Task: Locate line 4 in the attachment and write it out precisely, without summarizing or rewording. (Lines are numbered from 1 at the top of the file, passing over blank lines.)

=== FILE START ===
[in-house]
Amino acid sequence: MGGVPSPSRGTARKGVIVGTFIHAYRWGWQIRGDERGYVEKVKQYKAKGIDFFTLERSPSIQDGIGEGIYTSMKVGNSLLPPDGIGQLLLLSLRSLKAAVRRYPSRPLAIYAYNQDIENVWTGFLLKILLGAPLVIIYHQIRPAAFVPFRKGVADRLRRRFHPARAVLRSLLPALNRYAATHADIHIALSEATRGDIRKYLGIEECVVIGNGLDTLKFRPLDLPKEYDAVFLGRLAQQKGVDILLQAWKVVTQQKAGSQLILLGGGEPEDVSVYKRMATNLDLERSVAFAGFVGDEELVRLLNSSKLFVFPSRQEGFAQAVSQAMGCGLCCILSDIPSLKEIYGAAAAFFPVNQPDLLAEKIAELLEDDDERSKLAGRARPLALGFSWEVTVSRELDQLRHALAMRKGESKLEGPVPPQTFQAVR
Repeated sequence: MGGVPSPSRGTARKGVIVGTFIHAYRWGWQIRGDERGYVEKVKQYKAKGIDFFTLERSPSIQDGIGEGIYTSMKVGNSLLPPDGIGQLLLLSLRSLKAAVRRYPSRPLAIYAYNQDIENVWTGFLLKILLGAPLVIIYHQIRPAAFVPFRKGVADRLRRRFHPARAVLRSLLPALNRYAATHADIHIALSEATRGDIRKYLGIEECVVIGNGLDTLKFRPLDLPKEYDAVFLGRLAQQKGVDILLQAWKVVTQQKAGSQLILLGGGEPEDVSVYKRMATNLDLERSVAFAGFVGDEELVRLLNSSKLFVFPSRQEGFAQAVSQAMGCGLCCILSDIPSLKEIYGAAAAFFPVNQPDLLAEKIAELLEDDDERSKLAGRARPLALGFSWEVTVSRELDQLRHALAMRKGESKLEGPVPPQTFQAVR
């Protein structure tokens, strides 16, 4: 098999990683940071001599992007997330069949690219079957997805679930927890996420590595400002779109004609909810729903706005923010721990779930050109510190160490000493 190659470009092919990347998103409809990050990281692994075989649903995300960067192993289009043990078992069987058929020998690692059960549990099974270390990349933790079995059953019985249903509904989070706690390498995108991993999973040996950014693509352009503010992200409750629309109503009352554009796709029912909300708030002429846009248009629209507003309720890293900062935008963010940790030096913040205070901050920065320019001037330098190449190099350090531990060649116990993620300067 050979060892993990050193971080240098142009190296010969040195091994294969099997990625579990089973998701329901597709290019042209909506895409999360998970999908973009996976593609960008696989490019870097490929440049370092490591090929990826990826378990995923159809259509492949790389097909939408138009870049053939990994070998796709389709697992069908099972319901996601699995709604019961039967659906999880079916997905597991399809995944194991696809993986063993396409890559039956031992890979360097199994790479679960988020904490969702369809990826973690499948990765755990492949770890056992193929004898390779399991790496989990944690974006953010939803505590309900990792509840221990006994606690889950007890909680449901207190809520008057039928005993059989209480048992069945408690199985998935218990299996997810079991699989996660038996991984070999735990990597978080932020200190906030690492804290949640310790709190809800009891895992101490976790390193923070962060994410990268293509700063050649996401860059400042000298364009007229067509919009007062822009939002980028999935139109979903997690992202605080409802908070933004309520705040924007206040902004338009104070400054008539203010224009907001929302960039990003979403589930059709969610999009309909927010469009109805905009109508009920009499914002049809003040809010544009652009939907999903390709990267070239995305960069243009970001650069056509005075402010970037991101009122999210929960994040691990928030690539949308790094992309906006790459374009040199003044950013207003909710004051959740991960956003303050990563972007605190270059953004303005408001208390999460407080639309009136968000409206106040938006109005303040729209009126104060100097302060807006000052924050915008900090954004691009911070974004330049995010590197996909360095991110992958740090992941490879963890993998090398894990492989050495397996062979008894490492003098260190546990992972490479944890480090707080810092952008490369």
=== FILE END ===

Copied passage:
């Protein structure tokens, strides 16, 4: 098999990683940071001599992007997330069949690219079957997805679930927890996420590595400002779109004609909810729903706005923010721990779930050109510190160490000493 190659470009092919990347998103409809990050990281692994075989649903995300960067192993289009043990078992069987058929020998690692059960549990099974270390990349933790079995059953019985249903509904989070706690390498995108991993999973040996950014693509352009503010992200409750629309109503009352554009796709029912909300708030002429846009248009629209507003309720890293900062935008963010940790030096913040205070901050920065320019001037330098190449190099350090531990060649116990993620300067 050979060892993990050193971080240098142009190296010969040195091994294969099997990625579990089973998701329901597709290019042209909506895409999360998970999908973009996976593609960008696989490019870097490929440049370092490591090929990826990826378990995923159809259509492949790389097909939408138009870049053939990994070998796709389709697992069908099972319901996601699995709604019961039967659906999880079916997905597991399809995944194991696809993986063993396409890559039956031992890979360097199994790479679960988020904490969702369809990826973690499948990765755990492949770890056992193929004898390779399991790496989990944690974006953010939803505590309900990792509840221990006994606690889950007890909680449901207190809520008057039928005993059989209480048992069945408690199985998935218990299996997810079991699989996660038996991984070999735990990597978080932020200190906030690492804290949640310790709190809800009891895992101490976790390193923070962060994410990268293509700063050649996401860059400042000298364009007229067509919009007062822009939002980028999935139109979903997690992202605080409802908070933004309520705040924007206040902004338009104070400054008539203010224009907001929302960039990003979403589930059709969610999009309909927010469009109805905009109508009920009499914002049809003040809010544009652009939907999903390709990267070239995305960069243009970001650069056509005075402010970037991101009122999210929960994040691990928030690539949308790094992309906006790459374009040199003044950013207003909710004051959740991960956003303050990563972007605190270059953004303005408001208390999460407080639309009136968000409206106040938006109005303040729209009126104060100097302060807006000052924050915008900090954004691009911070974004330049995010590197996909360095991110992958740090992941490879963890993998090398894990492989050495397996062979008894490492003098260190546990992972490479944890480090707080810092952008490369």